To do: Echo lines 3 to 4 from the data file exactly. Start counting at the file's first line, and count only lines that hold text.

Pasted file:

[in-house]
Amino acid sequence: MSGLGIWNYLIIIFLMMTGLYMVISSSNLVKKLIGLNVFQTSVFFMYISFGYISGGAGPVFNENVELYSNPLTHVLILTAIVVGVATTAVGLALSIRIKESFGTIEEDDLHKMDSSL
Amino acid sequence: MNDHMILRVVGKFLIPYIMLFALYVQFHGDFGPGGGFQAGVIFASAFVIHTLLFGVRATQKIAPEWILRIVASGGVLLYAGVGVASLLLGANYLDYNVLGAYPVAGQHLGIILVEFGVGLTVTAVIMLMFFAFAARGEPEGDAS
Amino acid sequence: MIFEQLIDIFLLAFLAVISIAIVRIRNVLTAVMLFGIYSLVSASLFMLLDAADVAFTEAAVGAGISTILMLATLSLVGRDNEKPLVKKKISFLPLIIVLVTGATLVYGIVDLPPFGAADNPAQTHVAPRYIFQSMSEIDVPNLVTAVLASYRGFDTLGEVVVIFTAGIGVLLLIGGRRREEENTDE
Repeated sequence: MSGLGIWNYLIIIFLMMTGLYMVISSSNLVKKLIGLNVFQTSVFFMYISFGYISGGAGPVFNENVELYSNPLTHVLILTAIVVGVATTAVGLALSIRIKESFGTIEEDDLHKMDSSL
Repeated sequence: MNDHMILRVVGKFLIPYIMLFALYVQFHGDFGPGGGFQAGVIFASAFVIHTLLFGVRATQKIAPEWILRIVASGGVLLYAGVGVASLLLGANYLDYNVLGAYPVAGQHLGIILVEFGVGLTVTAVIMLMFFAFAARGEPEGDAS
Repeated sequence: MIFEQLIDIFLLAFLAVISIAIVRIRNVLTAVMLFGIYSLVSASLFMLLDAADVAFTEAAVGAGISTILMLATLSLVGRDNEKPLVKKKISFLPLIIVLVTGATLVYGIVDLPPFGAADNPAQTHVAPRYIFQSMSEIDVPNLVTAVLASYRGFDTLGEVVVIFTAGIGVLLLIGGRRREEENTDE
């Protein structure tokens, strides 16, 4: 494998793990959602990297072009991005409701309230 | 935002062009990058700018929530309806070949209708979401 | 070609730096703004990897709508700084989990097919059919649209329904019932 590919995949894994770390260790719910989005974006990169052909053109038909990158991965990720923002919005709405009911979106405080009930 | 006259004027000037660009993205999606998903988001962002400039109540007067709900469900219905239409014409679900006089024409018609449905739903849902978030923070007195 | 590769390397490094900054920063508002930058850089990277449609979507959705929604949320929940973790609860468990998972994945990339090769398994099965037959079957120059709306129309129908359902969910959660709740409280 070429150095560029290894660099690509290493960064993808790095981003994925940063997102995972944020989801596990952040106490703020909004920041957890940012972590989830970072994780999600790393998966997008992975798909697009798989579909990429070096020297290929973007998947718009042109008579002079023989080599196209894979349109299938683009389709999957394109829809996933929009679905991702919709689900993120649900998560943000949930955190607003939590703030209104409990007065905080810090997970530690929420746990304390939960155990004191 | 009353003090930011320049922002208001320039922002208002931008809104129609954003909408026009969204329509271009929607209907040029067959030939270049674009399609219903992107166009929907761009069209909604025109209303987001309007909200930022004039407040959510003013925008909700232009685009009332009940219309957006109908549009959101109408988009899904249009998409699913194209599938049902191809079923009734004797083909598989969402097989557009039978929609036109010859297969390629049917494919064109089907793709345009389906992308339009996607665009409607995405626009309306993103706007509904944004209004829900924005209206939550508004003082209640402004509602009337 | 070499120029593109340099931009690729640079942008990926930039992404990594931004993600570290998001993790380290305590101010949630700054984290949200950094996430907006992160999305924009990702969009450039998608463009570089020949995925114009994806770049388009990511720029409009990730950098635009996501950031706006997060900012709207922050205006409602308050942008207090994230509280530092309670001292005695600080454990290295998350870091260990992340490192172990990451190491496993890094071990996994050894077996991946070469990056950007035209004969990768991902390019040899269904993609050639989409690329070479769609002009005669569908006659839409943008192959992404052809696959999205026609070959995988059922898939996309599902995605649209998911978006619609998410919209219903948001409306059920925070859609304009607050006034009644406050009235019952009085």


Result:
Amino acid sequence: MNDHMILRVVGKFLIPYIMLFALYVQFHGDFGPGGGFQAGVIFASAFVIHTLLFGVRATQKIAPEWILRIVASGGVLLYAGVGVASLLLGANYLDYNVLGAYPVAGQHLGIILVEFGVGLTVTAVIMLMFFAFAARGEPEGDAS
Amino acid sequence: MIFEQLIDIFLLAFLAVISIAIVRIRNVLTAVMLFGIYSLVSASLFMLLDAADVAFTEAAVGAGISTILMLATLSLVGRDNEKPLVKKKISFLPLIIVLVTGATLVYGIVDLPPFGAADNPAQTHVAPRYIFQSMSEIDVPNLVTAVLASYRGFDTLGEVVVIFTAGIGVLLLIGGRRREEENTDE